Traveling to hospitals in the United States is difficult for Yomi Ogun, M.D., a stroke researcher from Nigeria.
A clot-busting medicine to treat stroke is always in stock. In his native country, it’s a rare commodity. Ambulances in America can get patients to hospitals quickly, an underappreciated result of good roads. In Nigeria, Ogun said, stroke victims often die before reaching the hospital.
But although the care of stroke patients clearly differs, Ogun has noticed similarities in how stroke risk affects African-Americans and sub-Saharan Africans from countries such as Nigeria, Ghana and Cameroon.
More than two-thirds of African-Americans can trace their ancestry to those countries and others in the region. It will take collaboration between researchers in Africa and the United States to better understand how stroke and its risk factors affect their populations, Ogun said.
“You compare, you contrast, see areas of similarities, areas of differences — and then see how [to] improve,” said Ogun, a professor of neurology and internal medicine at the College of Medicine at Lagos State University.
The same could be said of studying stroke in Latin Americans and the nearly 57 million U.S. Hispanics.
Mexican neurologist Antonio Arauz, M.D., Ph.D., said considering that most strokes are preventable, U.S. and Latin American researchers must team up to figure out how behaviors, social dynamics, and living conditions play a role in risk factors such as high blood pressure, diabetes and high cholesterol. Such insights could lead to more effective prevention strategies to reduce stroke rates.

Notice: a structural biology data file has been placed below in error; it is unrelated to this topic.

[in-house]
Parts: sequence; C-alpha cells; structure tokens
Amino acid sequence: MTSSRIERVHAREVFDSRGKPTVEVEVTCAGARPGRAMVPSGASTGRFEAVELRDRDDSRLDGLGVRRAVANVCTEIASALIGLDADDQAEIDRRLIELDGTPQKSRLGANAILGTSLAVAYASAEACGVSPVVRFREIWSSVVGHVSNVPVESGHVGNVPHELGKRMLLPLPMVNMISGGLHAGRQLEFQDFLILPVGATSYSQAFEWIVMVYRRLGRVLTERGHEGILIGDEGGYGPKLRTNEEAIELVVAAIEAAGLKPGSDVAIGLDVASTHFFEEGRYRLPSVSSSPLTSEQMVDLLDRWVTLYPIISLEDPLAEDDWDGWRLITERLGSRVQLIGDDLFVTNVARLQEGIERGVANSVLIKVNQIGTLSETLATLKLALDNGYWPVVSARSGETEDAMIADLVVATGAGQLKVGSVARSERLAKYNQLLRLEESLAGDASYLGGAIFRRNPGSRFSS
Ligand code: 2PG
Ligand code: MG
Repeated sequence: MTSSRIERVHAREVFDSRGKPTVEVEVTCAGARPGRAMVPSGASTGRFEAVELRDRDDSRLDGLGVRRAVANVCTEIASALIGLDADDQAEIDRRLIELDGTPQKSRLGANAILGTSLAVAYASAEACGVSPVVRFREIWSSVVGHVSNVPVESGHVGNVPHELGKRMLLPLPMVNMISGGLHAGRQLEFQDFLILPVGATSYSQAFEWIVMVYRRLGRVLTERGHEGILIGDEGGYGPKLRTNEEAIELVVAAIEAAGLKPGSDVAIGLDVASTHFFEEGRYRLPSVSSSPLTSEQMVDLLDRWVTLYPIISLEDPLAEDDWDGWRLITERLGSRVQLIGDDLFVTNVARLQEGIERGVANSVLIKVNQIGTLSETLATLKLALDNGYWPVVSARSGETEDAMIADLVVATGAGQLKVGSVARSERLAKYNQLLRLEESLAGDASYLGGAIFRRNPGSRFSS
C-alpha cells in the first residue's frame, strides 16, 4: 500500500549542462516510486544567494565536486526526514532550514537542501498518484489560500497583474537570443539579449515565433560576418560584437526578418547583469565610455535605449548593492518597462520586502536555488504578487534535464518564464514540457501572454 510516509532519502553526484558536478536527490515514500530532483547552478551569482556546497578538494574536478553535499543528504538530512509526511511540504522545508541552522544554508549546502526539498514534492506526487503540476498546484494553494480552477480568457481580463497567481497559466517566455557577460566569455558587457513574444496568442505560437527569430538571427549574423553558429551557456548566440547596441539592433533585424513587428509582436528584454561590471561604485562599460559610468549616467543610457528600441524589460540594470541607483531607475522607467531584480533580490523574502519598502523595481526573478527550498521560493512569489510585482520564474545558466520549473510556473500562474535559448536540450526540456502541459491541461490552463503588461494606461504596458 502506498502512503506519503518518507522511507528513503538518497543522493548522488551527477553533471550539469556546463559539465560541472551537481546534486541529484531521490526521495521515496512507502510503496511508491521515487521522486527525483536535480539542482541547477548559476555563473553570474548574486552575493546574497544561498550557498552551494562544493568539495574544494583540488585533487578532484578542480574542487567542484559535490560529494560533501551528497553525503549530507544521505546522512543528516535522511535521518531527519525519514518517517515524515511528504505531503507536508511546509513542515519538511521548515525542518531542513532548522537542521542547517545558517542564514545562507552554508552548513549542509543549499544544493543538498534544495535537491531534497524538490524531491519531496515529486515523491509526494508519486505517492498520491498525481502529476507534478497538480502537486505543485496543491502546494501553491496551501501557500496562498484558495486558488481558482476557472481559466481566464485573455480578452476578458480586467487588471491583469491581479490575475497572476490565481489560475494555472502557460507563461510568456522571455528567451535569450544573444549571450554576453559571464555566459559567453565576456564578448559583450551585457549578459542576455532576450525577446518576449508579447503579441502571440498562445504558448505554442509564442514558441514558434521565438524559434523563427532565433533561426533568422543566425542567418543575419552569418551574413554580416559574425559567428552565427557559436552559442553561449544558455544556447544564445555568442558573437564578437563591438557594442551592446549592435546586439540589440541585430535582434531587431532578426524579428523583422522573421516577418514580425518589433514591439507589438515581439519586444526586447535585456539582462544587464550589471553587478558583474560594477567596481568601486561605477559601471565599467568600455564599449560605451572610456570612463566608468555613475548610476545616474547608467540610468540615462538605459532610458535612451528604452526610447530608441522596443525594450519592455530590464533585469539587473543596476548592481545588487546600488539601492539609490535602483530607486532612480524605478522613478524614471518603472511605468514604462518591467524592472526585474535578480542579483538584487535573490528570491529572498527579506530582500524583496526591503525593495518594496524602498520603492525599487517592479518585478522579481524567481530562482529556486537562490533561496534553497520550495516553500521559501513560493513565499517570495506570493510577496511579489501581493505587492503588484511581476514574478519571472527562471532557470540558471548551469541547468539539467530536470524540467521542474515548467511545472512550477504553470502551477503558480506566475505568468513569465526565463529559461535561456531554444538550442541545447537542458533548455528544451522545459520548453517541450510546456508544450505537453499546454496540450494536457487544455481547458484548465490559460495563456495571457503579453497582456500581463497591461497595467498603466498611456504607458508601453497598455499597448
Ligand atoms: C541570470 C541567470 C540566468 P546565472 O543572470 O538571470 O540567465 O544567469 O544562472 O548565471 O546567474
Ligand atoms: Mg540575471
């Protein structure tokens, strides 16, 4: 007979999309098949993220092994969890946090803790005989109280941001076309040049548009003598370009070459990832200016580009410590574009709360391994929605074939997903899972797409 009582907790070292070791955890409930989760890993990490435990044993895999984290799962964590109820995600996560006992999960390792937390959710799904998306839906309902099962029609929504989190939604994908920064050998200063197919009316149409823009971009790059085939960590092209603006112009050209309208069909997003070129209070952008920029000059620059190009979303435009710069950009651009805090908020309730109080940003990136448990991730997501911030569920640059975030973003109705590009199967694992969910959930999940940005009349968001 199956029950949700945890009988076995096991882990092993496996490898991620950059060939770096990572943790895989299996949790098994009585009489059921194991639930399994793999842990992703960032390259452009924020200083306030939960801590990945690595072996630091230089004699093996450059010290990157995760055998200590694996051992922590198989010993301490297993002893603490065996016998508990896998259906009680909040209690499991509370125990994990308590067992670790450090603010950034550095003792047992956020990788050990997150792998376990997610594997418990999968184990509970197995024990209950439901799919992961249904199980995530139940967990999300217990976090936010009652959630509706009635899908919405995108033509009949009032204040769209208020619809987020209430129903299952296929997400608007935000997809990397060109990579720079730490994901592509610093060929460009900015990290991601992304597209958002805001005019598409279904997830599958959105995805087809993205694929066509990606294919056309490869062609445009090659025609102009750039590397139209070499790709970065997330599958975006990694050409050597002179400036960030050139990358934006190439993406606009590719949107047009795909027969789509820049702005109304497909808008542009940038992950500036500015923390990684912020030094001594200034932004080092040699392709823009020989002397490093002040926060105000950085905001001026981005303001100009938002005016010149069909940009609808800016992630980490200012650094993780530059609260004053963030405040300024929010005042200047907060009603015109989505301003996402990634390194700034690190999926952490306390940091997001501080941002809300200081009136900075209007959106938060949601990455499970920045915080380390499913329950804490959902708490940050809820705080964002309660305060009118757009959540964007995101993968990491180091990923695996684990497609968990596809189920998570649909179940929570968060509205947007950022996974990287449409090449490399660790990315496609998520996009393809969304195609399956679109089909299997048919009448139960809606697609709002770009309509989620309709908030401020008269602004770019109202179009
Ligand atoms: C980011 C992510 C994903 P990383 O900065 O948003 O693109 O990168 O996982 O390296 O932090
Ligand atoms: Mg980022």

“A Mexican in the United States… doesn’t have the same eating habits as he does in Mexico City or his place of origin,” said Arauz, a doctor, and researcher at the National Institute of Neurology and Neurosurgery Manuel Velasco Suárez in the Mexican capital.
But although lifestyles may differ dramatically, what groups still have in common is genetics. A shared ancestry for populations living different lives in different countries may offer the most valuable clues to preventing strokes — both the United States and abroad.
Such investigations could help determine, for example, whether black Americans are genetically predisposed to strokes, said vascular neurologist Bruce Ovbiagele, M.D., chair of neurology at the Medical University of South Carolina.
“Even after we account for higher rates of diabetes or hypertension, even after we account for lower socioeconomic status for African-Americans, there’s still about a 30 percent higher risk of stroke [compared to U.S. whites that] we still can’t explain,” Ovbiagele said.
Studies could also help researchers understand how acculturation affects the health of immigrants compared to that of their U.S.-born children and grandchildren, said Jose G. Romano, M.D., a professor, and stroke division chief in the department of neurology at the University of Miami Miller School of Medicine.